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AGO Opinion 97052

1997 Neb. Laws LB 590; Amount of Fees for Electronic Access to Public Records; Necessity for Public Hearings on Such Fees
Opinion 97052

DATE: October 7, 1997

SUBJECT: 1997 Neb. Laws LB 590; Amount of Fees for Electronic Access to Public Records; Necessity for Public Hearings on Such Fees

REQUESTED BY: Scott Moore, Nebraska Secretary of State

Chairman, State Records Board

WRITTEN BY: Don Stenberg, Attorney General

Dale A. Comer, Assistant Attorney General




Under 1997 Neb. Laws LB 590, § 8, the State Records Board (the

"Board") "may establish reasonable fees for electronic access to

public records through the [electronic] gateway." Under § 9 of

that same bill, "[a]ny state agency desiring to enter into an

agreement to or otherwise provide electronic access to public

records through a gateway for a fee shall make a written request

for approval to the board." As we understand it from the materials

you provided to us, the Department of Motor Vehicles (the

"Department") has recently presented the Board with a request to

charge fees for electronic access to certain motor vehicle title

registration and lien information involving both fees for batch

processing of information requests and individual interactive

searches. That request from the Department has prompted you to

pose two questions to us, both of which are discussed below.




1. Permissible Fees Under LB 590.




Neb. Rev. Stat. § 60-308 (Cum. Supp. 1996) deals with certain

motor vehicle title records and provides, as is pertinent:

The Department of Motor Vehicles shall keep a record of

each vehicle registered, alphabetically by name of the

owner, with cross reference in each instance to the

registration number assigned to such vehicle. .

. . .




The department shall furnish a copy of the record of a

registered or titled vehicle to any applicant after

receiving from the applicant the name on the

registration, the license plate number, the vehicle

identification number, or the title number of a vehicle.

A fee of one dollar shall be charged for the copy.




The Department has now submitted an application to the Board which

proposes a total fee of $2.00 for individual motor vehicle record

searches through the electronic or internet access to those

records, based upon the statutory fee of $1.00 set out in § 60-308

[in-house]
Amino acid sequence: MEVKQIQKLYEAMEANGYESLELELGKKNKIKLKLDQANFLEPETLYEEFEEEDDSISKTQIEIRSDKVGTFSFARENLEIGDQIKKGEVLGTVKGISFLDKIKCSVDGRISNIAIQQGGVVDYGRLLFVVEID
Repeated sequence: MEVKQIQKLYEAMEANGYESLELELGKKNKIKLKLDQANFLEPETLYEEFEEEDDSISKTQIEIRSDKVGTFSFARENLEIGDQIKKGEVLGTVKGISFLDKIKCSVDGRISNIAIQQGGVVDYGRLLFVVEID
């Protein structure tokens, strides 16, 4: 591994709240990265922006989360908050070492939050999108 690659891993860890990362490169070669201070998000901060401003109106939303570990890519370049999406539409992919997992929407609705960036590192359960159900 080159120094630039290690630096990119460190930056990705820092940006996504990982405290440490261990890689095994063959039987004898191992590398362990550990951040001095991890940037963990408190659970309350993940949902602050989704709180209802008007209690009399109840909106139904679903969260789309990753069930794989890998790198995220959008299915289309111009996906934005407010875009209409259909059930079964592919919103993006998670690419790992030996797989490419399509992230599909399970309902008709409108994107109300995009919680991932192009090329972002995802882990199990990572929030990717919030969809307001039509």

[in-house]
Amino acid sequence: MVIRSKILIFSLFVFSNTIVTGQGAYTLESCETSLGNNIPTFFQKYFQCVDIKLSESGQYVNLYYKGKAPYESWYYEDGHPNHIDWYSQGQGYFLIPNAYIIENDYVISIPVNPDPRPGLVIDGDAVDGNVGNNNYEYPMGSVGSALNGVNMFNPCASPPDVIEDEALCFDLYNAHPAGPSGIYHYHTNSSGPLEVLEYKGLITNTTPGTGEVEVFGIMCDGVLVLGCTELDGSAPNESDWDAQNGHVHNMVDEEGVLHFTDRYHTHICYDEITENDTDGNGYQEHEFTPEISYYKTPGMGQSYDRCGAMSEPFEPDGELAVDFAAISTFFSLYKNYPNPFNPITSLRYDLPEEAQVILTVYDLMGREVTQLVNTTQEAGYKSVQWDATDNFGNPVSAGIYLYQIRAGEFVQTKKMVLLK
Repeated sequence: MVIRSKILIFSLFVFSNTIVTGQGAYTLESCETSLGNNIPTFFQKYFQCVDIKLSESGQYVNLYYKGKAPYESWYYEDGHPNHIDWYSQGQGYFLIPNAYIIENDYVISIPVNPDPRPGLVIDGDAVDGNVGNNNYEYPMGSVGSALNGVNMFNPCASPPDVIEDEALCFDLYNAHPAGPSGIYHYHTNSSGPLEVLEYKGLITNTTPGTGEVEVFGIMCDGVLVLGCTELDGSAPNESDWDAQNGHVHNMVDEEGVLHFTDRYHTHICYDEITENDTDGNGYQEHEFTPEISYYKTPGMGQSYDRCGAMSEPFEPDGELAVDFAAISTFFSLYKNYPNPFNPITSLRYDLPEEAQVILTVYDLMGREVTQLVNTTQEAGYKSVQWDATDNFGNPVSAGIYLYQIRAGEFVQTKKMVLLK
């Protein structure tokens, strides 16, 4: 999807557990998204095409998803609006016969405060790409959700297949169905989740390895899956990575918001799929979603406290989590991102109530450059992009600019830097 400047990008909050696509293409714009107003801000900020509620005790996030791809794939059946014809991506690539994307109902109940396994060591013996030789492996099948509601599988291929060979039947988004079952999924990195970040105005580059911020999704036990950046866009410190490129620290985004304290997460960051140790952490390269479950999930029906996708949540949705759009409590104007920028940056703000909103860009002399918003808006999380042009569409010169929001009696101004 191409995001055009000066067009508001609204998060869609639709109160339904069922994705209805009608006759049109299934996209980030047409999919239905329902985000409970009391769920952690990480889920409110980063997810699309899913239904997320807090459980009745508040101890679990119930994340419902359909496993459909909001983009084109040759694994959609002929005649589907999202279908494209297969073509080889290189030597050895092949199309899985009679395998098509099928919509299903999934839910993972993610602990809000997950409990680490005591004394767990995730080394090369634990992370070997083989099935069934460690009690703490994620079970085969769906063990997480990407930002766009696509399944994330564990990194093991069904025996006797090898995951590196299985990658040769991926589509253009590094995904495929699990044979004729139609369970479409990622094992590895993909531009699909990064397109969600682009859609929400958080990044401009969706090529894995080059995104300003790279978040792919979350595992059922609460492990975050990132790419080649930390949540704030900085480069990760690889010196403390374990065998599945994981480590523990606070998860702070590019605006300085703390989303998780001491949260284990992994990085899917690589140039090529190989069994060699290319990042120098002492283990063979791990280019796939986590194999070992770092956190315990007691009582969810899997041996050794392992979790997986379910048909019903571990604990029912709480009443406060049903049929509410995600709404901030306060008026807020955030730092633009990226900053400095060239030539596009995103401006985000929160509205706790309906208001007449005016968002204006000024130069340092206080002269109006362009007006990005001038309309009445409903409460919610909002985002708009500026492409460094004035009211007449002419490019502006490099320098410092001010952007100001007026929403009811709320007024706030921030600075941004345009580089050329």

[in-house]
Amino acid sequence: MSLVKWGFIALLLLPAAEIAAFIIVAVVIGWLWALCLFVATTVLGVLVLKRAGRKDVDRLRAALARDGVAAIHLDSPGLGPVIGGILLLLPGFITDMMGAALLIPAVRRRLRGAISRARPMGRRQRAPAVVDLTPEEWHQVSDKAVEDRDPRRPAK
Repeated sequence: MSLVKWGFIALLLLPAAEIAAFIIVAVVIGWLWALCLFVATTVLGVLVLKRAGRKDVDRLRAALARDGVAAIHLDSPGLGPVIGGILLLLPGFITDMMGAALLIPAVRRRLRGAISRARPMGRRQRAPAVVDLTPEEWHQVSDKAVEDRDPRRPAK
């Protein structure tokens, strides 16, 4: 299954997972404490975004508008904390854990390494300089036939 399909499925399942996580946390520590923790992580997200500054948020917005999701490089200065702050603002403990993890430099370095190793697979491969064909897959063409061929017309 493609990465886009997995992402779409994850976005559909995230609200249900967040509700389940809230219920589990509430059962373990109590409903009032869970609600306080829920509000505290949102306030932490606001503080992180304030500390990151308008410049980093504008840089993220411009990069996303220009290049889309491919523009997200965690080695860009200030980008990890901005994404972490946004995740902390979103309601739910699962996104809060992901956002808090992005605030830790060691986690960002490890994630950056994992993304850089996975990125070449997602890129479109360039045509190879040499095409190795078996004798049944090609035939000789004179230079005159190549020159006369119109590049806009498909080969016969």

and an additional $1.00 fee for electronic access. You are

concerned that this proposal is in contravention of that portion of

§ 8 of LB 590 which provides that "[t]he fees [for electronic

access to public records through the electronic gateway] shall not

exceed the statutory fee for distribution of the public records in

other forms." Accordingly, you have posed the following question

to us:




May the total fee for electronic access to information

exceed the statutory fee for accessing the record in

other forms where such a fee exists? Or in this

particular case is the Department of Motor Vehicles

limited to charging $1.00 total for the record (the fee

set in statute) or may they charge $2.00 total, $1.00 for

the statutory fee plus an electronic access fee of $1.00,

which does not exceed the statutory fee?




In Nebraska, in the absence of anything indicating to the

contrary, statutory language should be given its plain and ordinary

meaning, and when the words of a statute are plain and unambiguous,

no interpretation is necessary to ascertain their meaning. Van

Ackeren v. Nebraska State Board of Parole, 251 Neb. 477, 558 N.W.2d

48 (1997). As noted above, 1997 Neb. Laws LB 590, § 8 states, in

relation to the fees which may be charged for electronic access to

public records, that "[t]he fees [for electronic access to public

records through the electronic gateway] shall not exceed the

statutory fee for distribution of the public records in other

forms." It seems to us that this language is plain and

unambiguous, and must be given its plain and ordinary meaning. As

a result, since § 60-308 provides for a fee of $1.00 for a hard

copy of the motor vehicle title records at issue, we believe that,

under § 8 of LB 590, the maximum fee for electronic access to that

same information is also one dollar. The $2.00 fee proposed by the

Department is, therefore, impermissible under § 8 of LB 590.




Our conclusion is amply supported by the legislative history

of LB 590. The language at issue from § 8 of LB 590 was added to

the original bill presented out of committee as a result of

Amendment No. FA164 proposed by Senator Coordsen. At the beginning

of the floor discussion on that amendment, Senator Coordsen stated:




The committee amendment [which brings this bill to the

floor] provides that the [state records] board may charge

reasonable fees for electronic access to public

information through the [electronic] gateway. Now I